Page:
Our School

Bettie Forbes Williams
(September 1900 - April 1962)

Bettie Forbes Williams was born in September of 1900, in Princess Anne County. Her parents were farmers who grew vegetables, root crops and raised chickens. As a child, she showed the desire to help others, often giving away surplus crops to friends or neighbors in need.

After graduation from Virginia State College in Petersburg, Bettie returned home in 1922 to teach at Cross Roads School. It was a crowded little frame schoolhouse like others in the county.

Three years later she began teaching at Seatack School. By 1934, she was teaching at Union Kempsville School, located on the grounds of Union Baptist Church. In 1938, she began teaching at the new Princess Anne County Training School for black students as a history and English Instructor.

Bettie Forbes Williams became the second Supervisor of Negro Elementary Schools in 1946 after teaching in Princess Anne County for 24 years. She retired in 1961 due to poor health, and in October of that year the Princess Anne County School Board named and dedicated its newest school in her honor.

Throughout her career, Bettie F. Williams influenced and molded many lives. She gave students the knowledge and the desire to further their education and better themselves. Many local residents, both black and white, said she was never too busy to offer a hand. One of her fellow coworkers said, upon her passing on April 2, 1962, "How she has helped many! God will take care of her always."

Williams Elementary 
Opening Date:  1961 
First Principal: Louvenia Archer


Bettie F. Williams, opened in September 1961 with 26 classrooms, in Princess Anne County. The school housed pupils in grades one through six and served a large section of the county's population. It was named in honor of Mrs. Bettie Forbes Williams, one of Princess Anne County's most illustrious educators. After only two years of operation, a new wing consisting of eight classrooms and two rest rooms was completed. This addition was imperative due to the arrival of seventh grade pupils from an overcrowded Union Kempsville High.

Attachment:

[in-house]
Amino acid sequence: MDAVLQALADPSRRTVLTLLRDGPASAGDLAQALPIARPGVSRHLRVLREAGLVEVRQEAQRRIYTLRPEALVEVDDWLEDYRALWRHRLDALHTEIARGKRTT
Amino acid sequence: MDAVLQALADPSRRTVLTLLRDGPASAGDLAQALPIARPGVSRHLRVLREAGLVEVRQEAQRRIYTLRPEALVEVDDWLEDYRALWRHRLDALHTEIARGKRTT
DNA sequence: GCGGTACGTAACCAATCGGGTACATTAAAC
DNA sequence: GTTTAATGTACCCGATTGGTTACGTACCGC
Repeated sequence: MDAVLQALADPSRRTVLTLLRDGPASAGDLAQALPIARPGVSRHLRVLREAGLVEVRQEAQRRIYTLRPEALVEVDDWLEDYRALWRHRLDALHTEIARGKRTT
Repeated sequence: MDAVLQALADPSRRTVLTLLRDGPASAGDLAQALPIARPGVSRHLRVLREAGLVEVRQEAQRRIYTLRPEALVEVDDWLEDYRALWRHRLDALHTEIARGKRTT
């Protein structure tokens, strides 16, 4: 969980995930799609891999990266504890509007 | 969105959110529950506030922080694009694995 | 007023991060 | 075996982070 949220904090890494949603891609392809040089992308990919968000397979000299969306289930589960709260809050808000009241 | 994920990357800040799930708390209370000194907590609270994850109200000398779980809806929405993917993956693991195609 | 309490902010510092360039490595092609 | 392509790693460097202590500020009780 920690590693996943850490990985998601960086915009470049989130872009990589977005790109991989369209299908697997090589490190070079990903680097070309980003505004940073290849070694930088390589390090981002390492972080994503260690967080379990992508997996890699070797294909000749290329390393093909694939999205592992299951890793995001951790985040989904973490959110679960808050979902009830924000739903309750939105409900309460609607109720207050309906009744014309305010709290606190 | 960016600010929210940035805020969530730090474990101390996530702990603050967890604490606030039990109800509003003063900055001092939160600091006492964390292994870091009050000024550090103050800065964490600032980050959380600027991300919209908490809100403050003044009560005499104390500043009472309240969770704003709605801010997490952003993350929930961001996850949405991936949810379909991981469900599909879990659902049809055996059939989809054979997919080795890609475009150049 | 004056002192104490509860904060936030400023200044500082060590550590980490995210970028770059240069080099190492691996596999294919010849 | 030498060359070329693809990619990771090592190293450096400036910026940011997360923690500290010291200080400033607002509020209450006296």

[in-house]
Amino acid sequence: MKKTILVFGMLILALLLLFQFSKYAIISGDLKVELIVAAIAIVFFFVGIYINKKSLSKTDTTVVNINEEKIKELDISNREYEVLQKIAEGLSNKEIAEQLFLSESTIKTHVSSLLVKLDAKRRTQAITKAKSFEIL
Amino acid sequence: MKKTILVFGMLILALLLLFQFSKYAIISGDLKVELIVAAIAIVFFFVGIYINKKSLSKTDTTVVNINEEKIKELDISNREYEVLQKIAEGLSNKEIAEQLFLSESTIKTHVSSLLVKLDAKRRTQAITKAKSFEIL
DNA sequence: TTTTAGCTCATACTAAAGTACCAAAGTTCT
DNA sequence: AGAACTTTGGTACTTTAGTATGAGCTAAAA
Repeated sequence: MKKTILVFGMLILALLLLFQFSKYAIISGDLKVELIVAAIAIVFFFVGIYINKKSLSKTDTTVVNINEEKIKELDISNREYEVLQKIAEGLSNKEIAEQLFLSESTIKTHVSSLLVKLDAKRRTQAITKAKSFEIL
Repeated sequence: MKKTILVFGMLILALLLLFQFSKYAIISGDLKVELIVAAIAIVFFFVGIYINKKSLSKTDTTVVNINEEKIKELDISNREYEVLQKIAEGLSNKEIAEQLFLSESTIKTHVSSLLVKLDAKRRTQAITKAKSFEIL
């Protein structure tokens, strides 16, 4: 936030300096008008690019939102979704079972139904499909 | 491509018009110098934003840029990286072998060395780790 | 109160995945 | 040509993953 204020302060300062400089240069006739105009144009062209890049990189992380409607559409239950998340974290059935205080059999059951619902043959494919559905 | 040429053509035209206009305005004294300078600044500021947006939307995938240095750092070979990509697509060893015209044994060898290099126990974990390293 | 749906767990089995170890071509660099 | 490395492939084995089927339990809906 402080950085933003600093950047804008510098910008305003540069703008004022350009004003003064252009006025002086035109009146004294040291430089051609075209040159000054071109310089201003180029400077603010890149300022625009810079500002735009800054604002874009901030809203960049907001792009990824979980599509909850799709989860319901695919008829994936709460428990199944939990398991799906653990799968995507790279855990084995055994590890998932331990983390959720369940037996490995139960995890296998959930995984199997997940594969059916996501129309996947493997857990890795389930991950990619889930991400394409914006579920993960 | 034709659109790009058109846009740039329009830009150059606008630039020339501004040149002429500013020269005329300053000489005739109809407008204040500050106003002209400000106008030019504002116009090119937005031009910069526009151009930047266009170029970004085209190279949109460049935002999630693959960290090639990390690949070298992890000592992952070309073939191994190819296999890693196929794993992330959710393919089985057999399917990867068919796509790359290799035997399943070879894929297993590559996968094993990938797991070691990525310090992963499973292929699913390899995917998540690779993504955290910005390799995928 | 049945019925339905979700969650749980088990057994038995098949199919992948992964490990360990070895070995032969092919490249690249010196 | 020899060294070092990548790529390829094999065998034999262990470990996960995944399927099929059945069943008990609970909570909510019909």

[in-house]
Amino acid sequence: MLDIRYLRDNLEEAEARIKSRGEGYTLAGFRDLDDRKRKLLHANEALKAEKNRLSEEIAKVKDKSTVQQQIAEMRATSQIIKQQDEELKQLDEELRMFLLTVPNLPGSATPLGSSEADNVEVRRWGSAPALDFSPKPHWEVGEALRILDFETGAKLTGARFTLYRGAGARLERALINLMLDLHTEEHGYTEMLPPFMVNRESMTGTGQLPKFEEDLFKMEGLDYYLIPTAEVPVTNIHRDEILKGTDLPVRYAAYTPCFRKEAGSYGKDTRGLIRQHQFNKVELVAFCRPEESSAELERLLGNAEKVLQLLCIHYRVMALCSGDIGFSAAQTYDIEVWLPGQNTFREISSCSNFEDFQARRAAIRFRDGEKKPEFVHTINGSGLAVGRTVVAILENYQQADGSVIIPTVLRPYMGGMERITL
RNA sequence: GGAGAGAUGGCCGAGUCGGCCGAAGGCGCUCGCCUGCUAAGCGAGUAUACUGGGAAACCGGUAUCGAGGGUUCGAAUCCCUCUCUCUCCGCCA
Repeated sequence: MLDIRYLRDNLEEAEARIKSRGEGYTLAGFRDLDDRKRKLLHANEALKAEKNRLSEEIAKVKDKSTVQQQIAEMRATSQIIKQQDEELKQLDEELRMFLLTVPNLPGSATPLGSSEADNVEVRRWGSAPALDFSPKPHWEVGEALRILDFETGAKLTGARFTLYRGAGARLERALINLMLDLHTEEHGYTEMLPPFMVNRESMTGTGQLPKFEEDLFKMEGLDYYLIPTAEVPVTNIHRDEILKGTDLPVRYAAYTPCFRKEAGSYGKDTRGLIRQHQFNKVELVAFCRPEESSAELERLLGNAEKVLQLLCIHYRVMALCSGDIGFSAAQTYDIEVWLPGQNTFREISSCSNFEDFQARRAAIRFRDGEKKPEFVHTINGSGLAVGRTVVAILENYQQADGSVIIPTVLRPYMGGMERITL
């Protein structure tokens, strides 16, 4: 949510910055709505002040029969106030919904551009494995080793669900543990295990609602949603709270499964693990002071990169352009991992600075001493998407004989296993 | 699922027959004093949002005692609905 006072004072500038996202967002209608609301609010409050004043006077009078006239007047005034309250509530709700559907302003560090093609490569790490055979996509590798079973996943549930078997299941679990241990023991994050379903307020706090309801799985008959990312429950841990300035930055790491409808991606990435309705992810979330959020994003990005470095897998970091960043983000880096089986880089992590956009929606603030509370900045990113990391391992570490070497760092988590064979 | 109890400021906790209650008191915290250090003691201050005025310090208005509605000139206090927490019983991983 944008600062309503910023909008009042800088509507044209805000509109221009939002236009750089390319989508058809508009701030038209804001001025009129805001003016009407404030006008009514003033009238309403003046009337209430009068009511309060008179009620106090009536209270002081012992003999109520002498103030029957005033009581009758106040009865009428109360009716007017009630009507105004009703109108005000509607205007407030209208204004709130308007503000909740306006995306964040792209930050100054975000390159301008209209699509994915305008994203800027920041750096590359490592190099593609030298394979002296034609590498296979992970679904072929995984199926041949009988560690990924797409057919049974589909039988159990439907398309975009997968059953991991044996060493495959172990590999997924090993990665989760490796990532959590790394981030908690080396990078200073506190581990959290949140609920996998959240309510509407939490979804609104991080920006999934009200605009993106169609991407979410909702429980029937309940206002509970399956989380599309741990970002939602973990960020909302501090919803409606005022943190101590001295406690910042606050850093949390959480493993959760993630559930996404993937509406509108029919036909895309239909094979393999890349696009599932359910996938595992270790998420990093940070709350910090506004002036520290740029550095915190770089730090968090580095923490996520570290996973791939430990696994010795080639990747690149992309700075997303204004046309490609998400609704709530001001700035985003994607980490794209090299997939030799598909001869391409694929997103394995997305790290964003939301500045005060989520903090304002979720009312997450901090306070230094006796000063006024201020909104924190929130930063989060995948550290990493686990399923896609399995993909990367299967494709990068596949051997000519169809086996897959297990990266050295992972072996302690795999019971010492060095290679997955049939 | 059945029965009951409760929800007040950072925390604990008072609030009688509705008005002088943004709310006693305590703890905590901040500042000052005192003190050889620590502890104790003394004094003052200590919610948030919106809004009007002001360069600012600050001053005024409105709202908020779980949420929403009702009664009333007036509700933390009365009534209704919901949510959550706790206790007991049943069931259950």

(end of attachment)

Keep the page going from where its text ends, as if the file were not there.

By 1962, Bettie F. Williams was no longer a predominately black school. It changed from housing grades one through seven to housing only sixth and seventh grades. Another reclassification in 1972 transformed Bettie F. Williams back to grades one through seven.

In July 2001, Bettie F. Williams Elementary School, now housing grades K - 5, became the second elementary school in Virginia Beach to begin a Year-Round School (YRS) program. The Year Round School (YRS) program lasted three years.

In 2007, Bettie F. Williams, Newtown, and Diamond Springs elementary schools combined in to form the “Bayside Tri-Campus.”  The purpose of creating the first-ever elementary Tri-Campus in Virginia Beach City Public Schools is to improve student achievement.